My interest and research focus involves metabolic diseases, nutrition, and dietary interventions.
I am currently working on data from a randomized controlled feeding trial together with my co-worker Anna Sjödin. We are interested in a low carb – high fat (LCHF) diet that is quite popular in Sweden. We intend to investigate diet specific biomarkers (small molecules involved in metabolism) in the blood, as well as blood lipids, body composition, performance, cognition and sweet cravings. In addition, we intend to qualitatively study the experience of following two different dietary regimes. The study is expected to reveal whether LCHF is a healthy or unhealthy diet in the short term. We also expect that data from this study will be a helpful tool to measure diet adherence in future long-term studies.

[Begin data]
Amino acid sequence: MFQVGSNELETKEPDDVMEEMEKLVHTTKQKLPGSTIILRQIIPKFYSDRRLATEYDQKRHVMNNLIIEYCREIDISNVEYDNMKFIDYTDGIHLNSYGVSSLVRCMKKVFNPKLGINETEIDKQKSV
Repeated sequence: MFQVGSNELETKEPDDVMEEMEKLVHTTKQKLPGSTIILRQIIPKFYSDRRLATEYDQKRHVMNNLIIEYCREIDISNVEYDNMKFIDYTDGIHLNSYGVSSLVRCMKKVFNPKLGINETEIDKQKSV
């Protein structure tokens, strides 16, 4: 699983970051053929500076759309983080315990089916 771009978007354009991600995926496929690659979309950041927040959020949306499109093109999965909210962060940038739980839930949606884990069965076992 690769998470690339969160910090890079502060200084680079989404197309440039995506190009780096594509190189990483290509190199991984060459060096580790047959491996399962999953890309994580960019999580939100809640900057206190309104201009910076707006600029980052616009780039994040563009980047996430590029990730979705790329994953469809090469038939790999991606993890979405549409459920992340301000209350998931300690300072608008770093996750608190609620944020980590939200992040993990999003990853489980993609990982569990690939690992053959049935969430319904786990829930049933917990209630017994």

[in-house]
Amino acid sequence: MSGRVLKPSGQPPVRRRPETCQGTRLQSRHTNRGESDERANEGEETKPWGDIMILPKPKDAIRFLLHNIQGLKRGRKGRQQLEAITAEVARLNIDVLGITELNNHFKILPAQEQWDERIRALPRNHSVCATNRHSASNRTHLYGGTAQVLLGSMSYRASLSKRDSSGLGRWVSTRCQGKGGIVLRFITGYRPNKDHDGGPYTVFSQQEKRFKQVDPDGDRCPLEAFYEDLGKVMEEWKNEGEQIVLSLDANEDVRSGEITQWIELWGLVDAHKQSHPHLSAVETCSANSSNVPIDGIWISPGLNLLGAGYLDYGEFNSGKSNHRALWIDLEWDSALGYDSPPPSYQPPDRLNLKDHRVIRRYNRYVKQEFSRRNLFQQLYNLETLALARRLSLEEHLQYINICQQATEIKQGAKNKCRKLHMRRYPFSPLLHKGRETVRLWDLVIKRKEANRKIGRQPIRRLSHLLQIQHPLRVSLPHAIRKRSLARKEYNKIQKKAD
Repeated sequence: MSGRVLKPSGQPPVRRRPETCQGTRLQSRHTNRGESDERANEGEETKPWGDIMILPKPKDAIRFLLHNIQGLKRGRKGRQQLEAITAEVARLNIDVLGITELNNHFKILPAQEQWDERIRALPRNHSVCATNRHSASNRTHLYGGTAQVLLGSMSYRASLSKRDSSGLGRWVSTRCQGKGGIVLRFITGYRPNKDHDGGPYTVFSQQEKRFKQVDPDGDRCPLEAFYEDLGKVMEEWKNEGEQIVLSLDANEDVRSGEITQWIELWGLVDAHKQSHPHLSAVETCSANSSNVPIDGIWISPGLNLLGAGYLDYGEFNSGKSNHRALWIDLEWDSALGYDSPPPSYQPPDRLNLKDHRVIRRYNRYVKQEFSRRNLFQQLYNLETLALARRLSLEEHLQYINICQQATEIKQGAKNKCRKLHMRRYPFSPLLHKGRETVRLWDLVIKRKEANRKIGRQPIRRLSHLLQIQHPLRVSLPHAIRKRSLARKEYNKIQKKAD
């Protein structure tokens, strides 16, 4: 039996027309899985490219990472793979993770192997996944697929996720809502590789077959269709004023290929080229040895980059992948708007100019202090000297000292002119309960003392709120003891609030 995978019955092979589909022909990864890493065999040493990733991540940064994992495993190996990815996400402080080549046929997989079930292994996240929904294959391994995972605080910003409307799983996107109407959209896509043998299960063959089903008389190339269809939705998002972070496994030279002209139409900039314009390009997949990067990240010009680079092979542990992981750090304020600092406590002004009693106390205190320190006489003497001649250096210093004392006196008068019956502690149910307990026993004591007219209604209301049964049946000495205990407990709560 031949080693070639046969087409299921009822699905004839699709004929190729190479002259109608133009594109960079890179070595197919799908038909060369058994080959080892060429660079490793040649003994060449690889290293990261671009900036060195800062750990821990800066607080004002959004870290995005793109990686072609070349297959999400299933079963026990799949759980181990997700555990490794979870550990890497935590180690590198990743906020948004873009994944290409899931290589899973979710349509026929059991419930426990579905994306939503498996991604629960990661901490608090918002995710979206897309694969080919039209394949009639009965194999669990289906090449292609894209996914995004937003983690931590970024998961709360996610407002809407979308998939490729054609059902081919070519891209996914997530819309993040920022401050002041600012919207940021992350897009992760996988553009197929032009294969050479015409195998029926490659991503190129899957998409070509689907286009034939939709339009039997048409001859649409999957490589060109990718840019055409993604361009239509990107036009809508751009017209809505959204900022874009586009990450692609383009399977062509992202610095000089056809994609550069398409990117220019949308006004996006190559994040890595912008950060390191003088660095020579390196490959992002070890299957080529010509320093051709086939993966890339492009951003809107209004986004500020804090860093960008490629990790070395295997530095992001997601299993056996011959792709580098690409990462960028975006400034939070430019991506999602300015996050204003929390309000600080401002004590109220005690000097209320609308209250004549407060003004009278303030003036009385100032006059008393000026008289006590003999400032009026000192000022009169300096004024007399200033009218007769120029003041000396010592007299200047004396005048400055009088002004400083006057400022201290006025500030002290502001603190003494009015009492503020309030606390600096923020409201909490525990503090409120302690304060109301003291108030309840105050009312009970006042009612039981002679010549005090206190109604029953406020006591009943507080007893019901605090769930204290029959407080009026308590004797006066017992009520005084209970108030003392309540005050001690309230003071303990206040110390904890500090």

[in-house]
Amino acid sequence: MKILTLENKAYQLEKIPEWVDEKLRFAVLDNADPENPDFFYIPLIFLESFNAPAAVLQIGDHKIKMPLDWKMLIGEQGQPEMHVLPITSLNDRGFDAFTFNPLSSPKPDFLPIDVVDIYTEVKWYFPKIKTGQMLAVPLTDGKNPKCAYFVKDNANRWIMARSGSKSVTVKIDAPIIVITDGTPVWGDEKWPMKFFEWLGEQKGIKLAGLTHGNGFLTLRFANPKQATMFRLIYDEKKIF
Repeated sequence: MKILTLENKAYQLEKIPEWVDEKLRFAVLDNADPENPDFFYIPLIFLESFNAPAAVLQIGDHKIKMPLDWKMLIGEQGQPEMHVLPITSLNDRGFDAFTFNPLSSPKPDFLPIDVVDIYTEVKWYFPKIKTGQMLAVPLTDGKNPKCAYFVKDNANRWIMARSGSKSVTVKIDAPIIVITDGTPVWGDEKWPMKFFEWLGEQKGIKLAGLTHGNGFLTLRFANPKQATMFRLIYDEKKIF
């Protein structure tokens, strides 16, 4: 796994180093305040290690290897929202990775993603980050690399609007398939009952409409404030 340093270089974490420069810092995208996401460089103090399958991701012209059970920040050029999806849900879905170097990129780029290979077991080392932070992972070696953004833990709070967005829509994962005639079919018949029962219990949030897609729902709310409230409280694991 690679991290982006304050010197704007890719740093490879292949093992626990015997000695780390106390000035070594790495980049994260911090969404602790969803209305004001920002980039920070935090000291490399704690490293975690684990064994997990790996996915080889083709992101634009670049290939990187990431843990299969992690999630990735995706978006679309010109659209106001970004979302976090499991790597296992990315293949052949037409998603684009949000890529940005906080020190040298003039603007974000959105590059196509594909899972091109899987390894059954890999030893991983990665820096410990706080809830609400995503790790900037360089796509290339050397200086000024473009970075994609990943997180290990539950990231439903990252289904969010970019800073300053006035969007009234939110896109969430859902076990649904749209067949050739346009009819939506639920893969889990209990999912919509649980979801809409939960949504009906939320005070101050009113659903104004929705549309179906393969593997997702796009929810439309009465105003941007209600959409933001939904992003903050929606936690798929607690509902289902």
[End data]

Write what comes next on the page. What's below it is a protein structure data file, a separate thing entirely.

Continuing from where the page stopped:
Most of my previous research activities have focused on adipose tissue as an endocrine organ and the consequences of adipose tissue dysfunction for metabolic disease. During my PhD period I developed an expertise in fat cell metabolism. My doctoral thesis focused on cellular mechanisms for insulin resistance that may be of relevance for type 2 diabetes. During my post doc period I studied tissue-specific cortisol metabolism in detail and its role in obesity and metabolic dysregulation. Later on, as an independent researcher, I studied adipose tissue inflammation and obesity-related disease (immune response and metabolic regulation are highly integrated). Lately, I have been developing a more nutrition-oriented research profile at the Department of Food, Nutrition and Culinary Science.